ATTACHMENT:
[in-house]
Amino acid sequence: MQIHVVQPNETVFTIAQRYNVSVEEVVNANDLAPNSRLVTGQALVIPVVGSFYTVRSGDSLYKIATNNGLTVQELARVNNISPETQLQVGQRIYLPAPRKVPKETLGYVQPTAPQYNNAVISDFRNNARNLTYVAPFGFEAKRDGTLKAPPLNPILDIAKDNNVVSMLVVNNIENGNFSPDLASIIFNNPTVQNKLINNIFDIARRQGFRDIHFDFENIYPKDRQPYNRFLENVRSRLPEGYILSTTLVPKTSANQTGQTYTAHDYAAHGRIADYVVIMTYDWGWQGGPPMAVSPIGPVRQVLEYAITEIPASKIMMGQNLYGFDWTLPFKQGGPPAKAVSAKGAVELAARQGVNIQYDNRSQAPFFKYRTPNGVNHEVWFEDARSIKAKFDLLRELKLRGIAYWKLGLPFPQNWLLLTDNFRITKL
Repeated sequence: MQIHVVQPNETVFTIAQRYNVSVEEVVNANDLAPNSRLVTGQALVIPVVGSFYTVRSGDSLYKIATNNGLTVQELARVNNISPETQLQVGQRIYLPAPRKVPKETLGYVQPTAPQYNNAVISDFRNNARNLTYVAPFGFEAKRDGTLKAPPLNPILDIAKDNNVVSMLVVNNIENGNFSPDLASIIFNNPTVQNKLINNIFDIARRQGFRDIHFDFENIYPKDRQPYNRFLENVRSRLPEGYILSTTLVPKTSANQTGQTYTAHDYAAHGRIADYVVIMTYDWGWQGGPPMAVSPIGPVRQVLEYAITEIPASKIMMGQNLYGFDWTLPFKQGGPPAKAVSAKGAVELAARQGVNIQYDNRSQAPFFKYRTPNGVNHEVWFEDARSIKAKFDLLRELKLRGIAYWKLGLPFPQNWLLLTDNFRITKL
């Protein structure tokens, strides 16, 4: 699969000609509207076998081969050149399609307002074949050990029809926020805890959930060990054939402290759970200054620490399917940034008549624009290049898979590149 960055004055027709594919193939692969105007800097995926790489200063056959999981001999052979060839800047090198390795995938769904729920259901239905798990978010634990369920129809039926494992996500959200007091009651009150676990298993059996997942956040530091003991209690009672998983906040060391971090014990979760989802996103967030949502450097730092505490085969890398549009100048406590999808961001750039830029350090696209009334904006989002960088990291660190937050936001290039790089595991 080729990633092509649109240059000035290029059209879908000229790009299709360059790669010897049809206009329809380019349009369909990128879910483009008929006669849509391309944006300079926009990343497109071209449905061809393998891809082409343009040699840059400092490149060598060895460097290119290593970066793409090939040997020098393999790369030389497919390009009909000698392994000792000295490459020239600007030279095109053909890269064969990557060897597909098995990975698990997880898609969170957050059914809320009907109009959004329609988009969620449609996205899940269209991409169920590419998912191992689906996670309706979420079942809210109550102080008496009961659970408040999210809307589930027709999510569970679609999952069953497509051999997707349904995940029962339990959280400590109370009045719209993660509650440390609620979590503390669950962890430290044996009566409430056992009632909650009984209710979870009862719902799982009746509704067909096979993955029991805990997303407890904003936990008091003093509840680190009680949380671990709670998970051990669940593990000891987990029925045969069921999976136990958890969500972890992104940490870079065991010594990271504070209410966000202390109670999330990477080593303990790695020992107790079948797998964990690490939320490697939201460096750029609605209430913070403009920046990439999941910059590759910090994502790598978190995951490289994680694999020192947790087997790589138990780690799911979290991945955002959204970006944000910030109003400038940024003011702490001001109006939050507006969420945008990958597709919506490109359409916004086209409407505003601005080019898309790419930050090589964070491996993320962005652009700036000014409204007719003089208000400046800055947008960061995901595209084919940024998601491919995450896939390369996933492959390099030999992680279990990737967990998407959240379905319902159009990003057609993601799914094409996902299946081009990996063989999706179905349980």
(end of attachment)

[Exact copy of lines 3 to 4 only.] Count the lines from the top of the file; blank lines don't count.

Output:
Repeated sequence: MQIHVVQPNETVFTIAQRYNVSVEEVVNANDLAPNSRLVTGQALVIPVVGSFYTVRSGDSLYKIATNNGLTVQELARVNNISPETQLQVGQRIYLPAPRKVPKETLGYVQPTAPQYNNAVISDFRNNARNLTYVAPFGFEAKRDGTLKAPPLNPILDIAKDNNVVSMLVVNNIENGNFSPDLASIIFNNPTVQNKLINNIFDIARRQGFRDIHFDFENIYPKDRQPYNRFLENVRSRLPEGYILSTTLVPKTSANQTGQTYTAHDYAAHGRIADYVVIMTYDWGWQGGPPMAVSPIGPVRQVLEYAITEIPASKIMMGQNLYGFDWTLPFKQGGPPAKAVSAKGAVELAARQGVNIQYDNRSQAPFFKYRTPNGVNHEVWFEDARSIKAKFDLLRELKLRGIAYWKLGLPFPQNWLLLTDNFRITKL
């Protein structure tokens, strides 16, 4: 699969000609509207076998081969050149399609307002074949050990029809926020805890959930060990054939402290759970200054620490399917940034008549624009290049898979590149 960055004055027709594919193939692969105007800097995926790489200063056959999981001999052979060839800047090198390795995938769904729920259901239905798990978010634990369920129809039926494992996500959200007091009651009150676990298993059996997942956040530091003991209690009672998983906040060391971090014990979760989802996103967030949502450097730092505490085969890398549009100048406590999808961001750039830029350090696209009334904006989002960088990291660190937050936001290039790089595991 080729990633092509649109240059000035290029059209879908000229790009299709360059790669010897049809206009329809380019349009369909990128879910483009008929006669849509391309944006300079926009990343497109071209449905061809393998891809082409343009040699840059400092490149060598060895460097290119290593970066793409090939040997020098393999790369030389497919390009009909000698392994000792000295490459020239600007030279095109053909890269064969990557060897597909098995990975698990997880898609969170957050059914809320009907109009959004329609988009969620449609996205899940269209991409169920590419998912191992689906996670309706979420079942809210109550102080008496009961659970408040999210809307589930027709999510569970679609999952069953497509051999997707349904995940029962339990959280400590109370009045719209993660509650440390609620979590503390669950962890430290044996009566409430056992009632909650009984209710979870009862719902799982009746509704067909096979993955029991805990997303407890904003936990008091003093509840680190009680949380671990709670998970051990669940593990000891987990029925045969069921999976136990958890969500972890992104940490870079065991010594990271504070209410966000202390109670999330990477080593303990790695020992107790079948797998964990690490939320490697939201460096750029609605209430913070403009920046990439999941910059590759910090994502790598978190995951490289994680694999020192947790087997790589138990780690799911979290991945955002959204970006944000910030109003400038940024003011702490001001109006939050507006969420945008990958597709919506490109359409916004086209409407505003601005080019898309790419930050090589964070491996993320962005652009700036000014409204007719003089208000400046800055947008960061995901595209084919940024998601491919995450896939390369996933492959390099030999992680279990990737967990998407959240379905319902159009990003057609993601799914094409996902299946081009990996063989999706179905349980």